Hitchens passed away on December 15, 2011, one year after his debate with Larry Taunton. Last week on March 24, 2016, Taunton returned to the Babcock Theater in Billings, the same stage where he and Hitchens had previously debated, to promote his new book about his relationship with Hitchens, called The Faith of Christopher Hitchens: The Restless Soul of the World’s Most Notorious Atheist. This book has earned praise from both Christians and skeptics, with back-cover endorsements from Christian apologist Ravi Zacharias and prominent skeptic Michael Shermer.
Taunton spoke last week for about an hour and a half, highlighting how he and Hitchens formed a friendship, and how that relationship grew to the point of taking long road trips together. I would like to highlight four key points that stood out to me.
1. Christopher Hitchens was a complex person. Taunton pointed out that while Hitchens was famous as a proponent of atheism and an adversary of religion, Hitchens was not defined by his atheism. Hitchens believed in truth and integrity, and was embarrassed at times by what he heard from fellow atheists. Taunton related a time when Hitchens appeared on a program hosted by atheist Bill Maher (of the documentary Religulous), and ripped into both Maher and Maher’s audience for their shallowness.
Christopher Hitchens’ complexity as a person is not unusual; I would say that most—perhaps all—people are complex. When we are conversing with a person, we should not assume that the persona they present is the complete package, and we should not assume that the person even fully understands all of their own motives and reasons for believing as they do. A person might say they believe there is no God because of some set of logical arguments, but in reality, their reasons for rejecting theism are something totally different, such as a desire to live without certain moral restrains, or that they have not really understood the other side. Likewise, a person might be a theist because they are convinced by the cosmological, moral, or design arguments for the existence of God, but deeper reasons come into play as well. Of course, as a Christian, I would add that there are spiritual influences at work beneath and above all of the human reasons.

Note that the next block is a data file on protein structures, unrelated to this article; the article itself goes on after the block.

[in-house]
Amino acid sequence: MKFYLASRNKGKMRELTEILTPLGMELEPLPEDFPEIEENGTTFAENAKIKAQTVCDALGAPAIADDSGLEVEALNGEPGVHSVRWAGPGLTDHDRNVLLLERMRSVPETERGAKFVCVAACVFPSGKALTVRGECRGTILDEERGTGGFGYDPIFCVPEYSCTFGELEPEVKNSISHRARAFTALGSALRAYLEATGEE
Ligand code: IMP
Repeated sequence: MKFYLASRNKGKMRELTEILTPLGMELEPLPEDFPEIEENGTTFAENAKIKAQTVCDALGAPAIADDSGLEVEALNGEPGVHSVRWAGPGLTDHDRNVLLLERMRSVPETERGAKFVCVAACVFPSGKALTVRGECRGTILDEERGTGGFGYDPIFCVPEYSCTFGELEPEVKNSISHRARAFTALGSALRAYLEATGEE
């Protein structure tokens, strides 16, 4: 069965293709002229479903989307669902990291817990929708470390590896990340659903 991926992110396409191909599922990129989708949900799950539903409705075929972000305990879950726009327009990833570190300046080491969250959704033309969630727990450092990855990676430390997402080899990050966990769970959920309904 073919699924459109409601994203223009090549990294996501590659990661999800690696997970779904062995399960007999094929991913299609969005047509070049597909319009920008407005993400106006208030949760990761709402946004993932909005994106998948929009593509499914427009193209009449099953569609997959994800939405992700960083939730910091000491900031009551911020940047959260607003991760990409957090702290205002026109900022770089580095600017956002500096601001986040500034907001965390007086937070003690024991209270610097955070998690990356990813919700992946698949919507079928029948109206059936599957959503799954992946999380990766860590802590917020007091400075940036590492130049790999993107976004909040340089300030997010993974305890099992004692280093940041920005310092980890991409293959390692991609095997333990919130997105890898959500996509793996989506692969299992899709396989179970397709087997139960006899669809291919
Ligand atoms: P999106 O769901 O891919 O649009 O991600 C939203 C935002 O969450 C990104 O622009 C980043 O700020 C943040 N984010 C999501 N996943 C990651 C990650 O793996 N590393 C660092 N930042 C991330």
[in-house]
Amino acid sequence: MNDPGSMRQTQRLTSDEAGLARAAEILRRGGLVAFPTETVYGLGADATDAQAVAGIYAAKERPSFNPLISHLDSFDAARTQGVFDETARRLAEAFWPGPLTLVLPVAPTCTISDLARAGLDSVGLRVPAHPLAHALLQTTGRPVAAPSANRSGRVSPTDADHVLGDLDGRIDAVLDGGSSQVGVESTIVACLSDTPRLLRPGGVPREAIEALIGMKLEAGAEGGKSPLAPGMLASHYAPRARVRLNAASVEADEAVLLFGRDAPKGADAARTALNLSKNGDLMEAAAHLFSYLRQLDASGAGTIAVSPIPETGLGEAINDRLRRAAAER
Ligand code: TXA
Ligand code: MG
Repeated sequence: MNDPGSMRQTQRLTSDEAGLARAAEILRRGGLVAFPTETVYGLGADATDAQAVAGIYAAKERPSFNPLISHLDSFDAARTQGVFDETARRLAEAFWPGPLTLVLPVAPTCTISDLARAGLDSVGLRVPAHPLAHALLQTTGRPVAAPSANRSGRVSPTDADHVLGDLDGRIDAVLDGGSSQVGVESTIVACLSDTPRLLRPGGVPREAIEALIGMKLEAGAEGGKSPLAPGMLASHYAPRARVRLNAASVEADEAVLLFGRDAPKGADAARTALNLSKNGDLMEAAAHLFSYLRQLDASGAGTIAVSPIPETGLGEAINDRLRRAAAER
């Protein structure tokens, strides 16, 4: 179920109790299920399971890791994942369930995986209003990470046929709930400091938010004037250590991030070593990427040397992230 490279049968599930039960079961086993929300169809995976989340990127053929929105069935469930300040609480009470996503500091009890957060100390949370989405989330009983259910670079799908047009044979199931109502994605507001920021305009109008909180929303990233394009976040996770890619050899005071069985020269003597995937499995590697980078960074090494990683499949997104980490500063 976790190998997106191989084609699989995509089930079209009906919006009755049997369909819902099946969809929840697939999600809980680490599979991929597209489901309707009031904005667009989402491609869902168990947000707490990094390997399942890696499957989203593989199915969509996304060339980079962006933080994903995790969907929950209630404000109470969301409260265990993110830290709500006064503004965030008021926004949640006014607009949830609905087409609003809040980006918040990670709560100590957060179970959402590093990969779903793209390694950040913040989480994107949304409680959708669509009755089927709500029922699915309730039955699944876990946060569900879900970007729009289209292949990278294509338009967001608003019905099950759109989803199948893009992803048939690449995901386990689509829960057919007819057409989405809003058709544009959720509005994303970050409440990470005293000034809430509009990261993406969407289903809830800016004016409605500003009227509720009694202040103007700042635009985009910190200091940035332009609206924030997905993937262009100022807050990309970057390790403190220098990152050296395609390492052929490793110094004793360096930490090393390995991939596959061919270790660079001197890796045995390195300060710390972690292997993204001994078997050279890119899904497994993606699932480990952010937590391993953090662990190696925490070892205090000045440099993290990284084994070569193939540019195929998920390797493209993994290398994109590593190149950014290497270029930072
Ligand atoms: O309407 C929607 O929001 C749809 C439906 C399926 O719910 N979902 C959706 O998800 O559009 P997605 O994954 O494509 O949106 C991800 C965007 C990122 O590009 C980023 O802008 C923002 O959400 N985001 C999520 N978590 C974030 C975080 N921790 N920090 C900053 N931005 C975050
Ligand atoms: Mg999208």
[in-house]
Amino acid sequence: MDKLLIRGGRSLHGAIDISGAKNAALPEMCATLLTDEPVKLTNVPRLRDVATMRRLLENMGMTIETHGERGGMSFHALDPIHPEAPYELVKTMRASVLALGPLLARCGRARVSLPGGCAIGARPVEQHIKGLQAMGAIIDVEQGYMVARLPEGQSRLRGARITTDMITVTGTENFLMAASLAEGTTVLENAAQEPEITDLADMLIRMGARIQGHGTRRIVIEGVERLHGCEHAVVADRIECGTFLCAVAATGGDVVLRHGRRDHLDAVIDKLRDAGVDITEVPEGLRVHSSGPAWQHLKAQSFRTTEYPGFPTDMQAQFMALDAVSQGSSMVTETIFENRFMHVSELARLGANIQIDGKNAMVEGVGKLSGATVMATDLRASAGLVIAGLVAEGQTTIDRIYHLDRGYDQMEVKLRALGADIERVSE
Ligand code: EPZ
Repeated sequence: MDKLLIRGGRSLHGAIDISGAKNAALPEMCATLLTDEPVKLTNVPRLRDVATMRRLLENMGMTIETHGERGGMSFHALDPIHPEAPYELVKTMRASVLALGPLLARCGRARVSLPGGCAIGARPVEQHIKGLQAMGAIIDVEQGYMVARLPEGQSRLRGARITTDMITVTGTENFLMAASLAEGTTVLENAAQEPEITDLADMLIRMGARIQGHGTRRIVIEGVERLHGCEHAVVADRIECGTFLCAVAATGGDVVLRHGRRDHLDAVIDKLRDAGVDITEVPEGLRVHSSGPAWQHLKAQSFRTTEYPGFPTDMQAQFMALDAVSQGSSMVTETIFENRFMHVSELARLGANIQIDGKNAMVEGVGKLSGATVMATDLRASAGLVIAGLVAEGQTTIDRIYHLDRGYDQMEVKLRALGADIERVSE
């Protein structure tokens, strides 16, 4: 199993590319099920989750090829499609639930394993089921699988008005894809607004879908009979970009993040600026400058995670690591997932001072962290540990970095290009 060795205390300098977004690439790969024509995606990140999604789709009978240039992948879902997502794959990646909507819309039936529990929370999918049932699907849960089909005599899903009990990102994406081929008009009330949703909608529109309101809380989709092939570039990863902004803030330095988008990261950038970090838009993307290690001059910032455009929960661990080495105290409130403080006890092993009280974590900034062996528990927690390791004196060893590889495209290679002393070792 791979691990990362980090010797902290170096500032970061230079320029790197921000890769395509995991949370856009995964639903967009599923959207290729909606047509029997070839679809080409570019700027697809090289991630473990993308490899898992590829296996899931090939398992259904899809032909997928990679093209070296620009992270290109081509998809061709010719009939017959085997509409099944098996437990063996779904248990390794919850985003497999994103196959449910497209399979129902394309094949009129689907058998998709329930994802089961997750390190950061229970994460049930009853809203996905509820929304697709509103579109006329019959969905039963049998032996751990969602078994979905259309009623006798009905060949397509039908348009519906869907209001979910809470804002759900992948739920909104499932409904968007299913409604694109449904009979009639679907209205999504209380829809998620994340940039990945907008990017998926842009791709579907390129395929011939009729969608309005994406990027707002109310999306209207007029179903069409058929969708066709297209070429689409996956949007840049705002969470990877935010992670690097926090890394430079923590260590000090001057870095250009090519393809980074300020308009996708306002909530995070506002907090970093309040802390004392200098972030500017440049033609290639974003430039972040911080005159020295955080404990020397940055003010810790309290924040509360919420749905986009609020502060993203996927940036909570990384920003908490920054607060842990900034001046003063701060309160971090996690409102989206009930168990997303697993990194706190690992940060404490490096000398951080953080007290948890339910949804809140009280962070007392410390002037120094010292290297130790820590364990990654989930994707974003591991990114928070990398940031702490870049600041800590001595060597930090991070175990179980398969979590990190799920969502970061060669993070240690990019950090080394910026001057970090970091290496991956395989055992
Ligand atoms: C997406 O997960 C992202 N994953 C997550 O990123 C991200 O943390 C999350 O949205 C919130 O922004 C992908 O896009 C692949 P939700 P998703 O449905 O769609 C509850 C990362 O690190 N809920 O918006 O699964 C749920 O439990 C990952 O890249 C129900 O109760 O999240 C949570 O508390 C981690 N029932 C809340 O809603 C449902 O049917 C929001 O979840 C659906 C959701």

2. The logical and moral implications of atheism are frightening. Many consider Peter Singer, professor of bioethics at Princeton, to be a consistent atheist. People, in Singer’s thinking, don’t have any more inherent value than animals, and in some cases have even less. The implications of Singer’s ethical system include infanticide and euthanasia. Hitchens was appalled by this line of reasoning, and was personally opposed to abortion and capital punishment. Hitchens was more concerned about discovering what was morally right and then working out the logical basis for his beliefs at another time, than he was about following the implications of atheism to their logical conclusions.
3. The importance of relationships. The key to pointing people to Christ is usually not having a better argument, but exemplifying what is written in 1 Peter 3:15, which states,
But in your hearts revere Christ as Lord. Always be prepared to give an answer to everyone who asks you to give the reason for the hope that you have. But do this with gentleness and respect. (NIV)
Even though Hitchens had written a best-selling book with the subtitle “How Religion Poisons Everything,” Hitchens was able to respect, honor, and be drawn to a Christian who displayed love, gentleness, and respect along with intellectual rigor. We cannot develop a deep relationship with everyone, but we can pray that God would put us in at least one key relationship with an unbeliever in which we can be a powerful witness for Christ.